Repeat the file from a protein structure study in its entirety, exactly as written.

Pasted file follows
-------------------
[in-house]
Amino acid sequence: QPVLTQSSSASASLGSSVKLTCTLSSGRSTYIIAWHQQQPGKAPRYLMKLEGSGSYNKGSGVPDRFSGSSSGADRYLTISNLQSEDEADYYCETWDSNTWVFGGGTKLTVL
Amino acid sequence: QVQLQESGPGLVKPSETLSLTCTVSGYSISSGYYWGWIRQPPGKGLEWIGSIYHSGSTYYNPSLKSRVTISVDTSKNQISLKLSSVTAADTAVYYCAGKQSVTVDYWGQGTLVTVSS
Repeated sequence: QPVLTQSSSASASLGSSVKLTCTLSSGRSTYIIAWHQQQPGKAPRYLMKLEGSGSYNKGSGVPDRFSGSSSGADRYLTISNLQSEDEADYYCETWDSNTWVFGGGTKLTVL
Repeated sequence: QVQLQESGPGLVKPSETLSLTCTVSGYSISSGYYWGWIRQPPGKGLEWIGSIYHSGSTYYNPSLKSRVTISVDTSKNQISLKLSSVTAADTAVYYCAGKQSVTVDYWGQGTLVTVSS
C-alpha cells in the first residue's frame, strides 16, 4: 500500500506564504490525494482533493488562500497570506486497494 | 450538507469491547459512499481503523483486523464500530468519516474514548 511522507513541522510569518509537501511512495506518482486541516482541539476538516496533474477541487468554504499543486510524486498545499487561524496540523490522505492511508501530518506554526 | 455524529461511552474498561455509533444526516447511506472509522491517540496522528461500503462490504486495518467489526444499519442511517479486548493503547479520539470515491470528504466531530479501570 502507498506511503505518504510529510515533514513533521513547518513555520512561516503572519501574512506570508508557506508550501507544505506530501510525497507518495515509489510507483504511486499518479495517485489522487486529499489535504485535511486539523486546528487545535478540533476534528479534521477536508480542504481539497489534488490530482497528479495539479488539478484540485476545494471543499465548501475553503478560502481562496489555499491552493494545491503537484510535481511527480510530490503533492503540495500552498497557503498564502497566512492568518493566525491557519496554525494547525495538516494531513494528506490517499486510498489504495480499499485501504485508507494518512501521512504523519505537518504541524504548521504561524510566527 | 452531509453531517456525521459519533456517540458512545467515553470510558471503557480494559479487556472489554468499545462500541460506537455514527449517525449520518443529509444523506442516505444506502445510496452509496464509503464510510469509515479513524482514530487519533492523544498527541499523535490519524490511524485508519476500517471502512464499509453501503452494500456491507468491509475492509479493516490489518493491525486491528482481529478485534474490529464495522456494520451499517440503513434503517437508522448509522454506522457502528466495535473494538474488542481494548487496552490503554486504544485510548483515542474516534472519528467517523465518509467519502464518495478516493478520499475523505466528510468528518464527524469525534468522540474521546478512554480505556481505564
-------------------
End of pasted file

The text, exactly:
[in-house]
Amino acid sequence: QPVLTQSSSASASLGSSVKLTCTLSSGRSTYIIAWHQQQPGKAPRYLMKLEGSGSYNKGSGVPDRFSGSSSGADRYLTISNLQSEDEADYYCETWDSNTWVFGGGTKLTVL
Amino acid sequence: QVQLQESGPGLVKPSETLSLTCTVSGYSISSGYYWGWIRQPPGKGLEWIGSIYHSGSTYYNPSLKSRVTISVDTSKNQISLKLSSVTAADTAVYYCAGKQSVTVDYWGQGTLVTVSS
Repeated sequence: QPVLTQSSSASASLGSSVKLTCTLSSGRSTYIIAWHQQQPGKAPRYLMKLEGSGSYNKGSGVPDRFSGSSSGADRYLTISNLQSEDEADYYCETWDSNTWVFGGGTKLTVL
Repeated sequence: QVQLQESGPGLVKPSETLSLTCTVSGYSISSGYYWGWIRQPPGKGLEWIGSIYHSGSTYYNPSLKSRVTISVDTSKNQISLKLSSVTAADTAVYYCAGKQSVTVDYWGQGTLVTVSS
C-alpha cells in the first residue's frame, strides 16, 4: 500500500506564504490525494482533493488562500497570506486497494 | 450538507469491547459512499481503523483486523464500530468519516474514548 511522507513541522510569518509537501511512495506518482486541516482541539476538516496533474477541487468554504499543486510524486498545499487561524496540523490522505492511508501530518506554526 | 455524529461511552474498561455509533444526516447511506472509522491517540496522528461500503462490504486495518467489526444499519442511517479486548493503547479520539470515491470528504466531530479501570 502507498506511503505518504510529510515533514513533521513547518513555520512561516503572519501574512506570508508557506508550501507544505506530501510525497507518495515509489510507483504511486499518479495517485489522487486529499489535504485535511486539523486546528487545535478540533476534528479534521477536508480542504481539497489534488490530482497528479495539479488539478484540485476545494471543499465548501475553503478560502481562496489555499491552493494545491503537484510535481511527480510530490503533492503540495500552498497557503498564502497566512492568518493566525491557519496554525494547525495538516494531513494528506490517499486510498489504495480499499485501504485508507494518512501521512504523519505537518504541524504548521504561524510566527 | 452531509453531517456525521459519533456517540458512545467515553470510558471503557480494559479487556472489554468499545462500541460506537455514527449517525449520518443529509444523506442516505444506502445510496452509496464509503464510510469509515479513524482514530487519533492523544498527541499523535490519524490511524485508519476500517471502512464499509453501503452494500456491507468491509475492509479493516490489518493491525486491528482481529478485534474490529464495522456494520451499517440503513434503517437508522448509522454506522457502528466495535473494538474488542481494548487496552490503554486504544485510548483515542474516534472519528467517523465518509467519502464518495478516493478520499475523505466528510468528518464527524469525534468522540474521546478512554480505556481505564